Canadians are borrowing more than $10-billion a year from family, lenders and their credit cards to afford a down payment for a home, with such borrowing accounting for more than 13 per cent of total down payments.
While the largest source for down payments came from personal savings, borrowed money – in the form of loans, gifts and credit card withdrawals – represented more than a quarter of the $18.8-billion that first-time home buyers paid toward their down payments over the past two years, a survey by Canadian Association of Accredited Mortgage Professionals found. Nearly 20 per cent of first-time buyers received some type of loan or gift from their family.
For those buyers who cash in roughly $2.6-billion in RRSP savings every year for a down payment, 16 per cent said they had also borrowed to top up their retirement savings accounts.
Despite rising house prices and rock-bottom interest rates, Canadians have tended to pay relatively large down payments on their homes. First-time buyers paid an average of $67,000, or 21 per cent toward their home purchase, rising to $185,000, or 48 per cent, for those who have bought and sold several homes.
They have been helped along by record-low mortgage interest rates, which average 2.68 per cent this year, down from 3.08 per cent in 2013.
But the survey results show just how much of that home equity is being consumed by additional debt. Along with borrowed money for down payments, Canadian home buyers finance, on average, 78 per cent of the cost of their purchases through mortgages and home equity lines of credit, rising to 85 per cent for first-time buyers.
That additional borrowing is likely one reason that, despite high levels of down payments and low interest rates, more than a quarter of first-time buyers also said they wouldn't be able to afford to buy a home if the federal government doubled the minimum down payment from five per cent to 10 per cent.
Given that first-time buyers represent about 45 per cent of the Canadian housing market, tougher down payment rules could have a major impact on the economy, the association's chief economist Will Dunning wrote.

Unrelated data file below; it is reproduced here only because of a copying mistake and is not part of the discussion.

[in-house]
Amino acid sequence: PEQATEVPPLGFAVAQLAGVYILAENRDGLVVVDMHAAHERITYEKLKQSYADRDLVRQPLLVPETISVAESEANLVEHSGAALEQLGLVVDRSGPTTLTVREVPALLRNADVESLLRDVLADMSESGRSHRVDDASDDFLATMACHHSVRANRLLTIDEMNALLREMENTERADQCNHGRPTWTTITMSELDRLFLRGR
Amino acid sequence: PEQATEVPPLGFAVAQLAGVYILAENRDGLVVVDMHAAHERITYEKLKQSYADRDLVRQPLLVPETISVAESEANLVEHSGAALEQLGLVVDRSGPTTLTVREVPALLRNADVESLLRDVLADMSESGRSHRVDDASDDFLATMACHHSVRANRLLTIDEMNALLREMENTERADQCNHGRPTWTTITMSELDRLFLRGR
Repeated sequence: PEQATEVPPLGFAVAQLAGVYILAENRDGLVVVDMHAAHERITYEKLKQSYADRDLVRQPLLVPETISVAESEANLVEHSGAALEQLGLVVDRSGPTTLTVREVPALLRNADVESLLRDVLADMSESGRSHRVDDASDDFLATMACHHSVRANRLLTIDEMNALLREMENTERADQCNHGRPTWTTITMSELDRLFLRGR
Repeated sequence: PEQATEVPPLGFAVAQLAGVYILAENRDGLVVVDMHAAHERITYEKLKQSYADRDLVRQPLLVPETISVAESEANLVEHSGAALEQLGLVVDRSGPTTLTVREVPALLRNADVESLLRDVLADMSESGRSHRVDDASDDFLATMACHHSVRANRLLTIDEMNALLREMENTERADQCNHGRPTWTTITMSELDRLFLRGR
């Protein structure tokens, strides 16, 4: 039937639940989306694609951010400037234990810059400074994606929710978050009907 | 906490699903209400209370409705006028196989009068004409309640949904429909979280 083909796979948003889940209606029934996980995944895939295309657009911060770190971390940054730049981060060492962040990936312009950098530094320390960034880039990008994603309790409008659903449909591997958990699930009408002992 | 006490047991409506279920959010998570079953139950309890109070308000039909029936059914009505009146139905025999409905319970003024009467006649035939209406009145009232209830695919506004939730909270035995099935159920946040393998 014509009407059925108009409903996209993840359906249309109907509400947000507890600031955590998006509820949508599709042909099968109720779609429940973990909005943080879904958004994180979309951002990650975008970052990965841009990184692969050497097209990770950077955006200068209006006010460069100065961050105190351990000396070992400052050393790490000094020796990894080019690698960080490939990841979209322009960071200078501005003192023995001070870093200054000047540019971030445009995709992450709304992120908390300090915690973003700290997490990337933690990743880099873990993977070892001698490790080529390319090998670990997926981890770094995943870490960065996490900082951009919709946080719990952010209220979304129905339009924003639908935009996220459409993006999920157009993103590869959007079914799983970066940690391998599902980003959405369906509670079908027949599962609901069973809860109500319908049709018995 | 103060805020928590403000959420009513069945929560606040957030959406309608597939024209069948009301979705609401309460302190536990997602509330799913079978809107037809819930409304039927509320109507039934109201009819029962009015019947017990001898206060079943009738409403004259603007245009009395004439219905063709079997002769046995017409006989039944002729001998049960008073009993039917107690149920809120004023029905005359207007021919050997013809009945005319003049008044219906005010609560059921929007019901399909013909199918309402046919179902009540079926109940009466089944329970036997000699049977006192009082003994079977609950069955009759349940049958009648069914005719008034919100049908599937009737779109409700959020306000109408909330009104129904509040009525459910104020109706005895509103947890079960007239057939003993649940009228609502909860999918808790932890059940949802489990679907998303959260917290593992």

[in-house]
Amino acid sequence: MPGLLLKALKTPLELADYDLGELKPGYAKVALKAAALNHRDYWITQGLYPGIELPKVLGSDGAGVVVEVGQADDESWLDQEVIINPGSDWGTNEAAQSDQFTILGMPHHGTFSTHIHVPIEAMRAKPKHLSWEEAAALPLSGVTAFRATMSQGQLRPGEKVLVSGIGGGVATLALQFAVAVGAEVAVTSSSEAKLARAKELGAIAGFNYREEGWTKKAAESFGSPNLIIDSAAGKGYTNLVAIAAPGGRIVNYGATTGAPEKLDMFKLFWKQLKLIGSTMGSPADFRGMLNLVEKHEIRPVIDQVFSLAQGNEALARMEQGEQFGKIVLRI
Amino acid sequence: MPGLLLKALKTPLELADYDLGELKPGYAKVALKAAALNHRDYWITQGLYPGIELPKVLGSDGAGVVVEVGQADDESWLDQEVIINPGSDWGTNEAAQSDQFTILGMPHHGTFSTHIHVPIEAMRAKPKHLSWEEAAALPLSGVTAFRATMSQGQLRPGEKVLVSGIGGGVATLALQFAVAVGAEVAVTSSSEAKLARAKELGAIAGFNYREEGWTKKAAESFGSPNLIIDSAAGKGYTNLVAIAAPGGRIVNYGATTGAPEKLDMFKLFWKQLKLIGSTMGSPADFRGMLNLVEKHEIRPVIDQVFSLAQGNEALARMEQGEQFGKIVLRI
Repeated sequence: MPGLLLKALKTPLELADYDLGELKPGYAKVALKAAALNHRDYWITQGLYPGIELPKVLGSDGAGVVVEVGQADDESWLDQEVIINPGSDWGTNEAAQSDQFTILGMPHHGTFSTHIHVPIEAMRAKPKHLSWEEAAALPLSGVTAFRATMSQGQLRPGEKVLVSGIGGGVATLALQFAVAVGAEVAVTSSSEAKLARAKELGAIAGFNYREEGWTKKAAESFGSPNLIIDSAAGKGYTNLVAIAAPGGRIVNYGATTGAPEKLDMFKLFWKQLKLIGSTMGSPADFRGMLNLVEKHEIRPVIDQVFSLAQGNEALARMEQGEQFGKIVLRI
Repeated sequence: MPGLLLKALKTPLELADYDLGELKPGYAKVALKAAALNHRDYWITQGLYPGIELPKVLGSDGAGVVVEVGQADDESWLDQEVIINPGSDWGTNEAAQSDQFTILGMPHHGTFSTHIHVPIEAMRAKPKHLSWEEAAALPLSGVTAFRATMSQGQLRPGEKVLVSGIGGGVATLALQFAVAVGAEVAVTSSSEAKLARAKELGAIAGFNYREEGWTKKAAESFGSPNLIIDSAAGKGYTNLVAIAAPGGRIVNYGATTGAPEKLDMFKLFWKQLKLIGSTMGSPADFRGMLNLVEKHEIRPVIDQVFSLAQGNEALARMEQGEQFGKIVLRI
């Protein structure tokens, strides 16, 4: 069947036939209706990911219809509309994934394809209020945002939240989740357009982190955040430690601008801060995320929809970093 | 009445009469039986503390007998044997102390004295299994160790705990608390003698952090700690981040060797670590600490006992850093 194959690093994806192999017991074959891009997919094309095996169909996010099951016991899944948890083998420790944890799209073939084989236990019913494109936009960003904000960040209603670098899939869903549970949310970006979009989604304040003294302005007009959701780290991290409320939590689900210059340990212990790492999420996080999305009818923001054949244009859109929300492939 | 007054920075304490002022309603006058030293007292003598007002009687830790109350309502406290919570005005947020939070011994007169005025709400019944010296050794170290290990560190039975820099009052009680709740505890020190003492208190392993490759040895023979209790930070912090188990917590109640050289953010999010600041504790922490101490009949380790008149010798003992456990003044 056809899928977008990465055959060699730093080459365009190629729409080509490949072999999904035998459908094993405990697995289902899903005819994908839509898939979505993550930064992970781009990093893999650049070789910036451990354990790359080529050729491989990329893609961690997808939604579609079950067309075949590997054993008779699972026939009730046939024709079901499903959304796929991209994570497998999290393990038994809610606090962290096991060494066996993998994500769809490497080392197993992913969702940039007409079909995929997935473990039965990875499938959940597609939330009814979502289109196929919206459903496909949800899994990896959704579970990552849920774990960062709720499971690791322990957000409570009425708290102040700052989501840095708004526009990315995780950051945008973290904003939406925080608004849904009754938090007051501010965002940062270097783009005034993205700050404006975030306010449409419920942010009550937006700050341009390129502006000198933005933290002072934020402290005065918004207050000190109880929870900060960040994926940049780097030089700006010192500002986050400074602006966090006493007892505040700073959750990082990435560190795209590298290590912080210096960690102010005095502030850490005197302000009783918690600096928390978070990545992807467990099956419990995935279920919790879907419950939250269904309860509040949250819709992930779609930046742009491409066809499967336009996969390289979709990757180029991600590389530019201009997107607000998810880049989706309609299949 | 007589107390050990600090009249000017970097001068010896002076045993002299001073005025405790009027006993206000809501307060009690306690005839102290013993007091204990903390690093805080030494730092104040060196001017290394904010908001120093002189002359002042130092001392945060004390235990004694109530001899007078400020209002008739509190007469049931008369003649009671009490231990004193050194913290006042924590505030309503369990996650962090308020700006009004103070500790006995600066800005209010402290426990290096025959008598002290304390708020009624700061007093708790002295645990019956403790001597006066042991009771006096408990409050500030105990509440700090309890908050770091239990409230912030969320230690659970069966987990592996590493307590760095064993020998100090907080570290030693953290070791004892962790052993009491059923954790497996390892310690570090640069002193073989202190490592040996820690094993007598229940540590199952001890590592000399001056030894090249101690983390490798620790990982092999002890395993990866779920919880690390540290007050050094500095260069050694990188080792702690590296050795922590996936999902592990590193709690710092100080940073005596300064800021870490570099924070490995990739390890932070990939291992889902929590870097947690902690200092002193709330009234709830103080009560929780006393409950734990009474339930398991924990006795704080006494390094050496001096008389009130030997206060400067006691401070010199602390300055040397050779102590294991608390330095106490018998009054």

"A 10 per cent down payment requirement would have resulted in a reduction of sales large enough to have tipped many local housing markets into downturns, causing price reductions, which would have caused significant negative consequences for local economies," Mr. Dunning said.
That's a problem given, outside of hot markets in Toronto and Vancouver, the Canadian housing market has largely gone flat with little price growth in recent years, Mr. Dunning said. Average resale prices have risen 13.1 per cent in those two markets over the past year, but are up just 1.4 per cent in the rest of the country.
"This distorted rate of price increase is masking what is more generally a weakened national housing market," he wrote.
Most buyers also seem to believe that low interest rates have encouraged too many Canadians to own a home, the survey found, while large numbers were at least somewhat concerned that their local housing markets were in a bubble. But at the same time, most felt they could afford their purchase and well positioned for a market downturn.
The report is based on a survey conducted in April and May of about 800 Canadians who bought homes between 2013 and the first quarter of this year.